DES MOINES, Iowa — Republican presidential hopeful Newt Gingrich once praised the healthcare law enacted in Massachusetts by then-Gov. Mitt Romney.
In an April 2006 memo, the former House speaker called the law "the most exciting development of the past few weeks," The Associated Press reported. Gingrich also said it has "tremendous potential to effect major change in the American health system."
But Gingrich and others have argued that the law, widely seen as the model for President Barack Obama's national health overhaul, undercuts Romney's conservative credentials, AP said.
And in a recent interview with Newsmax, Gingrich took aim at both Obama's and Romney's healthcare programs.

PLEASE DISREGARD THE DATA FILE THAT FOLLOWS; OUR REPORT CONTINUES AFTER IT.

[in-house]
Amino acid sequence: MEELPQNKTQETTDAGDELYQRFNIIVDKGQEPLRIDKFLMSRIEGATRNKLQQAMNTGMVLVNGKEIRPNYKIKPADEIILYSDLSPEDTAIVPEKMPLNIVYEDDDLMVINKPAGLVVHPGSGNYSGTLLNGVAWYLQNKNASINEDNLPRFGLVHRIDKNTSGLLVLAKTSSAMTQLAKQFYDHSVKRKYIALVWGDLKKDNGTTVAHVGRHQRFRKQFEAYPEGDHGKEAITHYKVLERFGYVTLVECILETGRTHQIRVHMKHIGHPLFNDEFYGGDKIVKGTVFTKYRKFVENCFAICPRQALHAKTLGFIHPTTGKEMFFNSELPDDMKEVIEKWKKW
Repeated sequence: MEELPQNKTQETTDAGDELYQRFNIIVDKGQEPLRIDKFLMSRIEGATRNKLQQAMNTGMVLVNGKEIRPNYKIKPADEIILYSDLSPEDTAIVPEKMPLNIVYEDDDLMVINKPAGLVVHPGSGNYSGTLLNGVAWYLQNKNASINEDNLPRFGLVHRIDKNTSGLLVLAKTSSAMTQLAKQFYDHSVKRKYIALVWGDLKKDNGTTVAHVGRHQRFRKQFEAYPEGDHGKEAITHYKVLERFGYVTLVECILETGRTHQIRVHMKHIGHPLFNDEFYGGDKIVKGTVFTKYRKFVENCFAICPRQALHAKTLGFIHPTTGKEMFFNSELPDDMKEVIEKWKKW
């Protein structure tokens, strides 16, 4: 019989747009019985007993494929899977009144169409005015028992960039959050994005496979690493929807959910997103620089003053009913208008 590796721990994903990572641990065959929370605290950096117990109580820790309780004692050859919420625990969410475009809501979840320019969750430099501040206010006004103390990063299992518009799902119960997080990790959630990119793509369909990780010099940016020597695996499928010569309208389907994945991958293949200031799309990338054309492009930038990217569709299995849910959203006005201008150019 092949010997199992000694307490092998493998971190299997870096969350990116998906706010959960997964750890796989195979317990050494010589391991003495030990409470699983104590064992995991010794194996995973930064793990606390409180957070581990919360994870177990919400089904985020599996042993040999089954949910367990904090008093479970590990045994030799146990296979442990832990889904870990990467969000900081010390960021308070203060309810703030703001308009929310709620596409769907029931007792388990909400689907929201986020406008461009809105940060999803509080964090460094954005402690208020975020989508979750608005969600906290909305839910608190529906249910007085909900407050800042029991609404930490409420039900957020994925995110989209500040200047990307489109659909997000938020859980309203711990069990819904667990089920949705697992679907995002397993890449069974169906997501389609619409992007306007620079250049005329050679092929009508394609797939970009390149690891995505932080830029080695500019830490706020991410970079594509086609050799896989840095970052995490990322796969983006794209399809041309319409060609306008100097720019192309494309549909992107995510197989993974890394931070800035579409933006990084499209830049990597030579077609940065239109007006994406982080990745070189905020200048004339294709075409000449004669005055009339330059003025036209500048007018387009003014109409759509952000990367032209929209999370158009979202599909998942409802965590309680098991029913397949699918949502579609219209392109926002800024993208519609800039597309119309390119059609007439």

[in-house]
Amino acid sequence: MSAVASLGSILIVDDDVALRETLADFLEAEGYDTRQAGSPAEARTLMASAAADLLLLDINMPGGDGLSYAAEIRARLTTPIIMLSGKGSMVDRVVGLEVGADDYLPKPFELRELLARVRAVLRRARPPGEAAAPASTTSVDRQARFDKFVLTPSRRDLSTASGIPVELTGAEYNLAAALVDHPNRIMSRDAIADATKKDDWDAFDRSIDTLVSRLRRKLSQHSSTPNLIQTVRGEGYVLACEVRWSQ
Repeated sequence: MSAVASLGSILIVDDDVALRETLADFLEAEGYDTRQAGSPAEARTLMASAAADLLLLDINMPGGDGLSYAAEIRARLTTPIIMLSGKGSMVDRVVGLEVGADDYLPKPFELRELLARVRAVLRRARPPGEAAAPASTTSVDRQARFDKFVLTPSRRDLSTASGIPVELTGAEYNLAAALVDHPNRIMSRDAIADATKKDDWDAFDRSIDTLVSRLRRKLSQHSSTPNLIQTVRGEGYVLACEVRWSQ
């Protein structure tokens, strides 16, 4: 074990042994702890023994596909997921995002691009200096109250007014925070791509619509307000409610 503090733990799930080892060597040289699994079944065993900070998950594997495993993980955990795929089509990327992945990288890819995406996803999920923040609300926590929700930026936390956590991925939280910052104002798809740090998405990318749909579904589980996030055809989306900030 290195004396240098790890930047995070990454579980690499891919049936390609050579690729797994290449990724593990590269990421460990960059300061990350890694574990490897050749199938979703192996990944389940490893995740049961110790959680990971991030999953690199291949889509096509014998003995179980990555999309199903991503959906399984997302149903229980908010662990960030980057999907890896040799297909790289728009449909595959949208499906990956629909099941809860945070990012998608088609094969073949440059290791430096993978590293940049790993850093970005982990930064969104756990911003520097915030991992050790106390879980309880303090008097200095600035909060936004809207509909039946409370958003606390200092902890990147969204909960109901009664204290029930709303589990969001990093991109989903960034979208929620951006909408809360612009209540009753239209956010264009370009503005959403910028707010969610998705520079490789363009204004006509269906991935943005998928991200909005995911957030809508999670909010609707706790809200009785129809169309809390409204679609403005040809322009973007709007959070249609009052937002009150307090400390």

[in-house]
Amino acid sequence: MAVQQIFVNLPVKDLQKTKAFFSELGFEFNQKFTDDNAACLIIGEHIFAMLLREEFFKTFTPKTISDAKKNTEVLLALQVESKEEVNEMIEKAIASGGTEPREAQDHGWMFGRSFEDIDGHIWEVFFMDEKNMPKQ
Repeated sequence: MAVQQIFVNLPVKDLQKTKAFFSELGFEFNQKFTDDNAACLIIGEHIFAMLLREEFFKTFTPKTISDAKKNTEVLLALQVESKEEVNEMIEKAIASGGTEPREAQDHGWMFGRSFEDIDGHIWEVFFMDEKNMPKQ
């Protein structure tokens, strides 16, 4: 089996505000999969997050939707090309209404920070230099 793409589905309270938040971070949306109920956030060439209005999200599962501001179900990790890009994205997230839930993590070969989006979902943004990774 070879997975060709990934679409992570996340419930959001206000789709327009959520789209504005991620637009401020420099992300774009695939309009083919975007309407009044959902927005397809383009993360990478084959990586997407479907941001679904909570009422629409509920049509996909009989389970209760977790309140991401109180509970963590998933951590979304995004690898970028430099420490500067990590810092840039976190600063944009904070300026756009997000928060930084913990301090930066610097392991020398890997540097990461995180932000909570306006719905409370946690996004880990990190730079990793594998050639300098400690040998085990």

"I am for the repeal of Obama Care and I think, frankly, Romney Care was a step in exactly the wrong direction because it was a big imposition top down of bureaucratically managed," Gingrich told Newsmax.
Gingrich has also faced questions about his past support for an individual healthcare mandate, hated by conservatives.
A Gingrich spokesman noted that the memo, first reported by The Wall Street Journal, also criticized the law. The also spokesman told AP said time has shown that the plan doesn't work.
Gingrich told Newsmax that the United States must recenter the system on the patient and the doctor so patients are aware of their choices, the costs and which choice fits them best.
"If it’s your mother or your daughter or your wife or your uncle you don’t want to be told gee the bureaucracy doesn’t have any money. You want to be told that this is what we’re going to do to save their lives," Gingrich told Newsmax. "So first you have to build a system to save lives. You have to recenter the system on the patient and the doctor. This not only means not only less government bureaucracy but less private sector bureaucracy, less insurance company bureaucracy."
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